LG anti-mosquito air conditioners are providing hope in the fight against malaria in Kisumu County following their installation in children wards of two hospitals in the county.
LG mosquito-repelling air conditioners have been installed in the children’s wards of Jaramogi Oginga Odinga Teaching and Referral Hospital as well as Kisumu District Hospital.
The two hospitals which have an approximate combined bed capacity of 350 for children under the age of five will be protected from mosquitos by LG’s latest range of air conditioners powered with mosquito away technology, offering an effective, non-toxic way of repelling mosquitos.
Children under the age of five years are a key vulnerable group owing to their low immunity to malaria. “LG mosquito air conditioners are designed to assist local consumers in their daily fight against mosquitos,” said Mr. Tae-Ick Son, LG East and Central Africa Managing Director.
He added: “They are specially designed with capabilities to repel mosquitos away and prevent them from entering the room with ultrasonic technology, our innovative mosquito away air conditioners present a clean and safe, alternative,” he concluded.
The air conditioners also deliver fast and powerful cooling, along with a new system that balances temperature and humidity levels, to maintain the perfect indoor atmosphere. The air conditioners were donated by Ecobank Kenya when it unveiled an anti-malaria campaign to lower mortality from the disease in Kisumu.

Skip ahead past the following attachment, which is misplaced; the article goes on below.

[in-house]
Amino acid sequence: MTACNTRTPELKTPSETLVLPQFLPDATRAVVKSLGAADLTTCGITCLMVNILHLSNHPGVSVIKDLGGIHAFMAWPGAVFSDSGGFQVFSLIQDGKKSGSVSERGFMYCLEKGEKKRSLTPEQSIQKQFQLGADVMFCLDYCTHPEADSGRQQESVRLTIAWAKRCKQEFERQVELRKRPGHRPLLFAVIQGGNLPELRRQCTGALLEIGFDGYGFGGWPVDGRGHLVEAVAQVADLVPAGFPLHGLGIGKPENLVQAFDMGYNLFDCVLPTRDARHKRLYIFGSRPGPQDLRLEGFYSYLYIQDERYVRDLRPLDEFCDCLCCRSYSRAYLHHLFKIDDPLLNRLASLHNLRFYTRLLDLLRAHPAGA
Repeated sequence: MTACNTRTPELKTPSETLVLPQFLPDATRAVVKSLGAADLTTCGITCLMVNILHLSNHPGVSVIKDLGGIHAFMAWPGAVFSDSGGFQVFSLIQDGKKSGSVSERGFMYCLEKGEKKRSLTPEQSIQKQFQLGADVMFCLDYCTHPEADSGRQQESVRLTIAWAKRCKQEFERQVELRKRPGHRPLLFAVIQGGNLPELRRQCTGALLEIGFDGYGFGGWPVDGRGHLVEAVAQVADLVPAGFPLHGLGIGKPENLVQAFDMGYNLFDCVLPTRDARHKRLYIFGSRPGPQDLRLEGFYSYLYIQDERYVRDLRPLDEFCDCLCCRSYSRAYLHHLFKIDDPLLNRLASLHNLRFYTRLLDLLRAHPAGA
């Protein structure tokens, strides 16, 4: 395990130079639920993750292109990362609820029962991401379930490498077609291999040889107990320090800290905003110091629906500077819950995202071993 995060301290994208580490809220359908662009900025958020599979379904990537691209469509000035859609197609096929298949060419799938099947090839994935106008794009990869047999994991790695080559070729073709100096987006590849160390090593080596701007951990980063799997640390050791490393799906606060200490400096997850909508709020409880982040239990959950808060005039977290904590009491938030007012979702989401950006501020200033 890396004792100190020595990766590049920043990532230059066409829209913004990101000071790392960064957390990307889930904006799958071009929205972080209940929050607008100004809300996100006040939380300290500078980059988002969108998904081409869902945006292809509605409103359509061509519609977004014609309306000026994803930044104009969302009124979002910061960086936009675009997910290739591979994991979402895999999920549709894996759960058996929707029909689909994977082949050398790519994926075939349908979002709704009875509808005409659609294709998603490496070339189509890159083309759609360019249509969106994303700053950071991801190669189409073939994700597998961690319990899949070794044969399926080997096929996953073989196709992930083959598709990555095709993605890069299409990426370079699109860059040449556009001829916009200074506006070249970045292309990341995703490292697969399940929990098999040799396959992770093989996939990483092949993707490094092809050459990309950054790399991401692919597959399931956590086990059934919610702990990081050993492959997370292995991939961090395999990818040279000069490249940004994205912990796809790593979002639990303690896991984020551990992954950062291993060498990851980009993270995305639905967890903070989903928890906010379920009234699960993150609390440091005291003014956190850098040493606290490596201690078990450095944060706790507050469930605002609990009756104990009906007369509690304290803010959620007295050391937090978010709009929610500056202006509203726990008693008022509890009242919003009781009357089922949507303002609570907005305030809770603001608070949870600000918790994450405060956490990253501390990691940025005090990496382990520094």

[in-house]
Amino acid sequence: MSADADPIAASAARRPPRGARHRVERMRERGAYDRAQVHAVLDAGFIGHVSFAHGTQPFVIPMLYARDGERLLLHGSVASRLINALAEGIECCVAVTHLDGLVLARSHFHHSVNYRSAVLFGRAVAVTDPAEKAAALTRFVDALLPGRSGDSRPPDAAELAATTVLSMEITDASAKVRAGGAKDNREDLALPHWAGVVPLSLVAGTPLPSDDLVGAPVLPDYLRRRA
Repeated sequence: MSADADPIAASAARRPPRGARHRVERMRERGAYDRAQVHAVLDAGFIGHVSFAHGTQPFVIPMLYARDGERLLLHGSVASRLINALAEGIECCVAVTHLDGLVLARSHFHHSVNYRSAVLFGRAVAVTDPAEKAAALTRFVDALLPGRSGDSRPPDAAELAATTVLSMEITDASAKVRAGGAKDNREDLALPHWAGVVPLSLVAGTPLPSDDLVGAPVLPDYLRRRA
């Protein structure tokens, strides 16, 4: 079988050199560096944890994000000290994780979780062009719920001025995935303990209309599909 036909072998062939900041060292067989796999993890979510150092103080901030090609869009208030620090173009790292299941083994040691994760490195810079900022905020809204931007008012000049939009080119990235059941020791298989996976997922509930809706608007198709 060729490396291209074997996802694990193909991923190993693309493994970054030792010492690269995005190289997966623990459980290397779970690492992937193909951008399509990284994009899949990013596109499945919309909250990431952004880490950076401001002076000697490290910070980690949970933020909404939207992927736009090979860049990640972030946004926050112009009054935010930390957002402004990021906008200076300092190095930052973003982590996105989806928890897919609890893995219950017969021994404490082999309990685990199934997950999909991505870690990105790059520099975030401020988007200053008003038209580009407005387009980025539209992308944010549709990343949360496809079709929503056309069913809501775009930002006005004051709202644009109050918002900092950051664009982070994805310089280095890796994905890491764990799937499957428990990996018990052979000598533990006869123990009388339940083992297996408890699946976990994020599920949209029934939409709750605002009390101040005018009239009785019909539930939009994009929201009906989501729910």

Over 1,000 households will benefit from insecticide treated nets (ITNs) distributed by the bank in the campaign dubbed “Stop Malaria Now”. Another 600 homes will benefit from indoor residual spraying to curb mosquito breeding.
Malaria remains one of the leading causes of morbidity and mortality in Kenya, especially in the vulnerable groups; children under 5years, pregnant mothers and the elderly.Even though the disease is preventable, it is responsible for 30%of outpatient consultation cases, 19% of hospital admissions and 3- 5%of inpatient deaths in Kenya.
Kisumu County falls in the lake endemic zone and has a prevalence rate of 38 percent as per the Kenya malaria indicator survey of 2010, the most current survey in the country.